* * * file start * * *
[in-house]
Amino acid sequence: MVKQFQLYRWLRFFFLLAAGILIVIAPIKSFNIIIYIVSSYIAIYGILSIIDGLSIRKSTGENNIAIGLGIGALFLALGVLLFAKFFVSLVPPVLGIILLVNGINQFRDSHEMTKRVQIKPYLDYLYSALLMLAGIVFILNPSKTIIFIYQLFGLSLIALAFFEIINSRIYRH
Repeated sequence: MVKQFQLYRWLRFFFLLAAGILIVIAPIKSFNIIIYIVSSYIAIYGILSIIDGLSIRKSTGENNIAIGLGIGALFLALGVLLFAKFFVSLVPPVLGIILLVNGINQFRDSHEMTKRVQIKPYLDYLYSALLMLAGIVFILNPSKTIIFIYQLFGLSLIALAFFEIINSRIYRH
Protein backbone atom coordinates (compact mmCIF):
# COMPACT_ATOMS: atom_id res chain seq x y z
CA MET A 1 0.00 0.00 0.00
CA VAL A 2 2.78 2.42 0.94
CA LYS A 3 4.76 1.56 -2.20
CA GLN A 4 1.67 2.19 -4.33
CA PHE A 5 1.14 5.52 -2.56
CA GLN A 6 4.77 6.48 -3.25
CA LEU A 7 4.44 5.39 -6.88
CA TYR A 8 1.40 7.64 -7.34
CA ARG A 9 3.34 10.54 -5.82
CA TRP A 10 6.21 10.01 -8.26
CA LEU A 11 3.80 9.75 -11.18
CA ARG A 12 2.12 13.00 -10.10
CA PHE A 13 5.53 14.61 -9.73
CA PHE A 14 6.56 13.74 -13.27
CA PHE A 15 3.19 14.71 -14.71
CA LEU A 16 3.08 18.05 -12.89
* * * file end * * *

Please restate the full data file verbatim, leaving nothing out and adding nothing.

[in-house]
Amino acid sequence: MVKQFQLYRWLRFFFLLAAGILIVIAPIKSFNIIIYIVSSYIAIYGILSIIDGLSIRKSTGENNIAIGLGIGALFLALGVLLFAKFFVSLVPPVLGIILLVNGINQFRDSHEMTKRVQIKPYLDYLYSALLMLAGIVFILNPSKTIIFIYQLFGLSLIALAFFEIINSRIYRH
Repeated sequence: MVKQFQLYRWLRFFFLLAAGILIVIAPIKSFNIIIYIVSSYIAIYGILSIIDGLSIRKSTGENNIAIGLGIGALFLALGVLLFAKFFVSLVPPVLGIILLVNGINQFRDSHEMTKRVQIKPYLDYLYSALLMLAGIVFILNPSKTIIFIYQLFGLSLIALAFFEIINSRIYRH
Protein backbone atom coordinates (compact mmCIF):
# COMPACT_ATOMS: atom_id res chain seq x y z
CA MET A 1 0.00 0.00 0.00
CA VAL A 2 2.78 2.42 0.94
CA LYS A 3 4.76 1.56 -2.20
CA GLN A 4 1.67 2.19 -4.33
CA PHE A 5 1.14 5.52 -2.56
CA GLN A 6 4.77 6.48 -3.25
CA LEU A 7 4.44 5.39 -6.88
CA TYR A 8 1.40 7.64 -7.34
CA ARG A 9 3.34 10.54 -5.82
CA TRP A 10 6.21 10.01 -8.26
CA LEU A 11 3.80 9.75 -11.18
CA ARG A 12 2.12 13.00 -10.10
CA PHE A 13 5.53 14.61 -9.73
CA PHE A 14 6.56 13.74 -13.27
CA PHE A 15 3.19 14.71 -14.71
CA LEU A 16 3.08 18.05 -12.89